Campus News

Emergency care training transforms students into first responders

UB nursing New York Hope participants: 2019 graduate Cari Gavin, senior Leshi Li, senior Xinyue Zheng and 2019 graduate Lauren Kopsky.

From left, UB nursing New York Hope participants: 2019 graduate Cari Gavin, senior Leshi Li, senior Xinyue Zheng and 2019 graduate Lauren Kopsky. Photo: Joann Sands

By MARCENE ROBINSON

Published September 11, 2019

“It’s a great training as a nurse because it taught us how to react in an emergency, and it helped me see what my strengths and weaknesses are.”
Cari Gavin, UB Nursing alumna
New York Hope participant

In the moments after a natural disaster, nurses are often the medical providers on the front lines delivering critical emergency care. However, few nursing students are educated on disaster and emergency response.

Volunteer firefighter and nursing professor Joann Sands aims to increase the amount of disaster response training available to students, one program at a time.

Sands is a former exercise co-director and staff member of New York Hope, a four-day disaster response program that challenges participants to overcome their fears and hone their skills as emergency responders.

The annual program, now in its fourth year, is open to students, community members, and local and state emergency responders. Sands led a group of four UB nursing students and alumni in the exercise from Aug. 9-12 in Oriskany, N.Y.

“As the largest portion of health care providers, nurses are going to encounter a victim of a disaster and it is important that they are trained and have the knowledge and skills to respond, whether they are caring for someone on the front lines of a disaster or in a hospital,” said Sands, clinical assistant professor in the School of Nursing.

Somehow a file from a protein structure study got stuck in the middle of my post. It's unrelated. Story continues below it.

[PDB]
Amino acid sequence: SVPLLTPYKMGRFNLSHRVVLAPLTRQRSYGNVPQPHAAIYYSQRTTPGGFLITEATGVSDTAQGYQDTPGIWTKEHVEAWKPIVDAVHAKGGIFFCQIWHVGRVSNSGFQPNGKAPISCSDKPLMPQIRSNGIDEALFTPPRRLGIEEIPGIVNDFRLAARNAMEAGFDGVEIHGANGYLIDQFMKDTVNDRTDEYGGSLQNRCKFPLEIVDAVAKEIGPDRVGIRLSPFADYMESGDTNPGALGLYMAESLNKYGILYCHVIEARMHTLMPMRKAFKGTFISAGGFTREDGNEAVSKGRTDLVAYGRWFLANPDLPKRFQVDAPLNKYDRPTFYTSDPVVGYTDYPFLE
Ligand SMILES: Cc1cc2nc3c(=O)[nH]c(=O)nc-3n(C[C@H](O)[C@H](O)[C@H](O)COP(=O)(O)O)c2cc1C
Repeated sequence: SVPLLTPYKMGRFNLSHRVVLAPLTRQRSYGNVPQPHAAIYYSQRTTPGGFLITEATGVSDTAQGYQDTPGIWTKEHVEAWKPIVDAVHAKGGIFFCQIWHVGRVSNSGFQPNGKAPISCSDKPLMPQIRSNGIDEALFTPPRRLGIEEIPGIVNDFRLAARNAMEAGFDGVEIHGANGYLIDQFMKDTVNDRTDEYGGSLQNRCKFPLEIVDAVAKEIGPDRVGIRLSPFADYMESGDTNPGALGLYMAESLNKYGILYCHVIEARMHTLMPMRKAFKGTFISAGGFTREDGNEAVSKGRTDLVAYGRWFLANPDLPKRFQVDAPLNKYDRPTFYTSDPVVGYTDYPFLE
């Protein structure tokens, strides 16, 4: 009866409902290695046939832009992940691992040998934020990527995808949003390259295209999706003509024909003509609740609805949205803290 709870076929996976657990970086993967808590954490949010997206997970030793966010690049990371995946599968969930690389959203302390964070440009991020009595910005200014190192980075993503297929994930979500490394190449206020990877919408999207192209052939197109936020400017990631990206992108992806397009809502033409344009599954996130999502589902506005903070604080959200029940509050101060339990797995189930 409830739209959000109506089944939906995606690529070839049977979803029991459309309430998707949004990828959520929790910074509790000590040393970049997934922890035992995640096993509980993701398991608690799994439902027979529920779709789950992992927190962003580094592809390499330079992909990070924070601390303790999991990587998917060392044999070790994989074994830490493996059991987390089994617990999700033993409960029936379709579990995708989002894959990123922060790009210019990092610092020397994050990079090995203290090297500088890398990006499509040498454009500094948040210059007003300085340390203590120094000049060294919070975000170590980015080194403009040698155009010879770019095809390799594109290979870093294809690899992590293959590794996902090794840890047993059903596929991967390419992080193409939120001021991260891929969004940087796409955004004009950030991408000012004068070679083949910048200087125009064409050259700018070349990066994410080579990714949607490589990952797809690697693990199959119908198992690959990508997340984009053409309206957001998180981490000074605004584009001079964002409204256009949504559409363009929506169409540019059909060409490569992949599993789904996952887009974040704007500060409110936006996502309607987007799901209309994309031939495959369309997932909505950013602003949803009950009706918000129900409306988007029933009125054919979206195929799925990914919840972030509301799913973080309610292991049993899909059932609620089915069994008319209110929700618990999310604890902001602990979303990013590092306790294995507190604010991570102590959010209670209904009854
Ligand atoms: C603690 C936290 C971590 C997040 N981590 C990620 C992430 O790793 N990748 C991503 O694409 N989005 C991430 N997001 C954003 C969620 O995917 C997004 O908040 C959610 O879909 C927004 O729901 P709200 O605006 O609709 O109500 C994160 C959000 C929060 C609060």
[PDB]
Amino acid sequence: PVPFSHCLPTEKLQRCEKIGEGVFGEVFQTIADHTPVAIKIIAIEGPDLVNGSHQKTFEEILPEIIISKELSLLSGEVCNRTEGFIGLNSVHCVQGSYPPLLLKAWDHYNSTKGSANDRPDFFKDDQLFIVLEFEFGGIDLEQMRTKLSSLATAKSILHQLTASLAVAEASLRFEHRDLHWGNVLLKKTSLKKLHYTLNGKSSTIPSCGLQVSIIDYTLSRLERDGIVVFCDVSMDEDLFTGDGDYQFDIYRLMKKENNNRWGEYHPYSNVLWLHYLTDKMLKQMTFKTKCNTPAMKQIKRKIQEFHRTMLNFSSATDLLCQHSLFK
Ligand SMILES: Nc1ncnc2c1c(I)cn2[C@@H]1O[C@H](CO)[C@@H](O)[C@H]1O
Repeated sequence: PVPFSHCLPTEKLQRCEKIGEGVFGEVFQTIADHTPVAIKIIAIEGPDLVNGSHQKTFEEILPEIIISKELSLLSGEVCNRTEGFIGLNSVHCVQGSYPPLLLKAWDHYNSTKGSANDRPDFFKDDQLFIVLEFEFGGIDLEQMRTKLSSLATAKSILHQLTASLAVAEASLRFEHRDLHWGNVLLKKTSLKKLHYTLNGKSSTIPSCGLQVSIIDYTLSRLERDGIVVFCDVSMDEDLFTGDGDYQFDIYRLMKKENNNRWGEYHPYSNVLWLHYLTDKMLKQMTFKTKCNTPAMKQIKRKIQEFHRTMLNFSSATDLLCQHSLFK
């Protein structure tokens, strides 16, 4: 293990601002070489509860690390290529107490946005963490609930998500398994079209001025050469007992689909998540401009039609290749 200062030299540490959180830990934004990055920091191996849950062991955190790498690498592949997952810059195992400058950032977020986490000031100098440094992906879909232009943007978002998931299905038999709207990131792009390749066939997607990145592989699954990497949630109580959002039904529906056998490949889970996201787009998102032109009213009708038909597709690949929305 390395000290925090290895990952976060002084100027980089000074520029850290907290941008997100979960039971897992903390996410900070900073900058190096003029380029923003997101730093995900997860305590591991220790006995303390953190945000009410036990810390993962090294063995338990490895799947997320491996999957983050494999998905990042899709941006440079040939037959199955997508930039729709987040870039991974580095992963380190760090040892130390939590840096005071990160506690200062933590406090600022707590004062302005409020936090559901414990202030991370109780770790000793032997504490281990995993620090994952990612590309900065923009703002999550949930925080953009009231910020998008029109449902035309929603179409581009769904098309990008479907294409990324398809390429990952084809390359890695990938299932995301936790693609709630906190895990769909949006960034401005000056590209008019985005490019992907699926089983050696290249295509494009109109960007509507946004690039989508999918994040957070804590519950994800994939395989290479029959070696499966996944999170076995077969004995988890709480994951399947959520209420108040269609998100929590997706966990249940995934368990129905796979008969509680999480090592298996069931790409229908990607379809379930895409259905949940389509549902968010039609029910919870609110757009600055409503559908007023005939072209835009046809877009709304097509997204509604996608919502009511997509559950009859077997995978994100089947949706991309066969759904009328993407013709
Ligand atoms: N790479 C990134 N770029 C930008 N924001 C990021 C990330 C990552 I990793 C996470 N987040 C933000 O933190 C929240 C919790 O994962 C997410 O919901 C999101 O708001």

During New York Hope, participants learn skills related to search and rescue, radio operations, disaster psychology and more. Groups engage in hands-on disaster scenarios that range from plane crashes to floods and swift water rescue. The simulations offer participants a controlled and safe environment to learn and practice new skills.

The program is sponsored by UB; the University at Albany College of Emergency Preparedness, Homeland Security and Cyber Security; Elmira College; and the Consortium for Humanitarian Service and Education (CHSE).

Bringing hope to New York

Sands, who has also served as a volunteer emergency medical technician for more than a decade, is driven by a passion for providing care to people when they are at their most vulnerable.

“For as long as I can remember, I have always been captivated by the dynamics of disasters,” said Sands, who is pursuing a graduate degree in disaster preparedness and emergency management from Arkansas State University.

“As a nurse who has had the opportunity to be involved in a few deployments after hurricanes and flooding, I feel an even greater passion to train those that may be responding to disasters as part of an interdisciplinary health care team to care for victims, or people who just want to learn ways that they can be more prepared.”